UPS: If you can print your label online, this is great. I usually recommend avoiding the UPS stores as they try to upsell you on everything. They are a separate company and will charge you outrageously high amounts for their proprietary insurance, and the UPS stores (as opposed to UPS shipping depot and not UPS.com) will also try to insist that they pack it. Skip this and pay for shipping and insurance through UPS website if possible. UPS Ground is usually 1-2 days slower than FedEx ground for anything more than a few states away. 3-day select is also worth a look if you want UPS air shipping and is way cheaper than FedEx air.
USPS: USPS Priority Mail and Priority Mail Express services are typically very reliable ways to ship a saxophone. They are usually more expensive than FedEx or UPS ground services because they are air mail, but they are less expensive than any UPS or FedEx air option. Insurance through USPS can get expensive quickly (+$67 for $5k insurance).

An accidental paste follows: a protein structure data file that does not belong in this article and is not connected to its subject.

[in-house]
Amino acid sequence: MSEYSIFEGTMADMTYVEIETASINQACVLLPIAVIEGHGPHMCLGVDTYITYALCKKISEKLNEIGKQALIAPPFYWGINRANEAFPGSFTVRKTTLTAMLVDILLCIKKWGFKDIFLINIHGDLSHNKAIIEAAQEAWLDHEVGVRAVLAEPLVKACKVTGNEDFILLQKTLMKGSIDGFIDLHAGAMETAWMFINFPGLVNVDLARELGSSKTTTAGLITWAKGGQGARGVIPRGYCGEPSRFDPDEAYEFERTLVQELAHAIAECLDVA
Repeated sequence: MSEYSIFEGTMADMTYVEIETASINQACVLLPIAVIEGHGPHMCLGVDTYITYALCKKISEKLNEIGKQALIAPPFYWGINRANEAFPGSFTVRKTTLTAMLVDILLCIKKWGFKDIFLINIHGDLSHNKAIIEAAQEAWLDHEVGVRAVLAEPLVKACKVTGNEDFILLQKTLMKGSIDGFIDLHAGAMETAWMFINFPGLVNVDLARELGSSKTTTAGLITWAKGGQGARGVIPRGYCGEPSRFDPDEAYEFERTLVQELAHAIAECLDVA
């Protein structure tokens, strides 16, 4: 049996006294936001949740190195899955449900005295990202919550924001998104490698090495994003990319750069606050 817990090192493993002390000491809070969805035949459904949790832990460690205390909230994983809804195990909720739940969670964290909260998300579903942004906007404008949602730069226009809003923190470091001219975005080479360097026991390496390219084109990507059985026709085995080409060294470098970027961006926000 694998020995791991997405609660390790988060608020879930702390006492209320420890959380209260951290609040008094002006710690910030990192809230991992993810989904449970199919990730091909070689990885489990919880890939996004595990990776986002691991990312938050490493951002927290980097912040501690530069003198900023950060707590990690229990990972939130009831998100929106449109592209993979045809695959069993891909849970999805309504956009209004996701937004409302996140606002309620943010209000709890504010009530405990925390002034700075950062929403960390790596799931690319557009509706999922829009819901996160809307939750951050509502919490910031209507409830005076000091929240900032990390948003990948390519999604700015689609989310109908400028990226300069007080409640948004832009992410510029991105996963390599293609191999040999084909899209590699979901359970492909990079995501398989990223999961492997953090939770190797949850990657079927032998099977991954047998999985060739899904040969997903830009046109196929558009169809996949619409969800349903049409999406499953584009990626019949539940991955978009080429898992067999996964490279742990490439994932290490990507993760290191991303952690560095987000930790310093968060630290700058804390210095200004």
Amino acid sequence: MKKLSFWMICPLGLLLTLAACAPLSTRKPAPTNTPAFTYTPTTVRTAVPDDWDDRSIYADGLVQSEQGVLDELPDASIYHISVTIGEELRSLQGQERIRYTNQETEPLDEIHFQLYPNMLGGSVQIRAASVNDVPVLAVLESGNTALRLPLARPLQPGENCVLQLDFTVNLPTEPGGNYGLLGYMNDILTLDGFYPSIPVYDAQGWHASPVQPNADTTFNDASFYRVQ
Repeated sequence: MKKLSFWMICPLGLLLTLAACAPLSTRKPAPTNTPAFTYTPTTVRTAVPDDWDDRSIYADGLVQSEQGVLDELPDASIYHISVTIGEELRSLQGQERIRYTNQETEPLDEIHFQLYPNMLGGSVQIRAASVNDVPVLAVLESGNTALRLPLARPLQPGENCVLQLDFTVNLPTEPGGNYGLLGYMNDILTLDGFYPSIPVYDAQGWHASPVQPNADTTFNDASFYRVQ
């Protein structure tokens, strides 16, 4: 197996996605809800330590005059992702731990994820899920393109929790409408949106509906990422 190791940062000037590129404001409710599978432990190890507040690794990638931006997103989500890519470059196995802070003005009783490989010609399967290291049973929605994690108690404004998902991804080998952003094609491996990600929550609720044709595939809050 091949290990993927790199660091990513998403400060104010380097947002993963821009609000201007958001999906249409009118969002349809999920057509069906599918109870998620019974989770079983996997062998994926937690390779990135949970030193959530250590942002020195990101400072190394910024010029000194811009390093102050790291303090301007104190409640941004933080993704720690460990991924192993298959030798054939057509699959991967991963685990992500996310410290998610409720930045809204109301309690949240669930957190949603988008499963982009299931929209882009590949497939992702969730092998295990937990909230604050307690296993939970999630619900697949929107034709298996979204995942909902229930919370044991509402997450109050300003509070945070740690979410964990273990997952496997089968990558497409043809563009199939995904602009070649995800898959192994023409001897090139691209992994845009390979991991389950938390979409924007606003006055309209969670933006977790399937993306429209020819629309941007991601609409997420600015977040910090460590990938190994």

I like to use Express mail to ship saxophones that are already in top playing condition, because it gets there in 1 day and is handled fairly gently. This is also handy where otherwise it would be bumping around in a hot UPS truck for several days in the summer, or getting very cold in the winter for long periods. Saxophones are not that temperature-sensitive, but if they get too hot, it can cause the pads to move and leak. The 2-3 day USPS Priority Mail option is surprisingly cheap for shipping between contiguous states. Sometimes even under $10 for a large box! These are both fairly good for international as well, though they have strict size limits to some countries that can rule out shipping tenors and baritones there.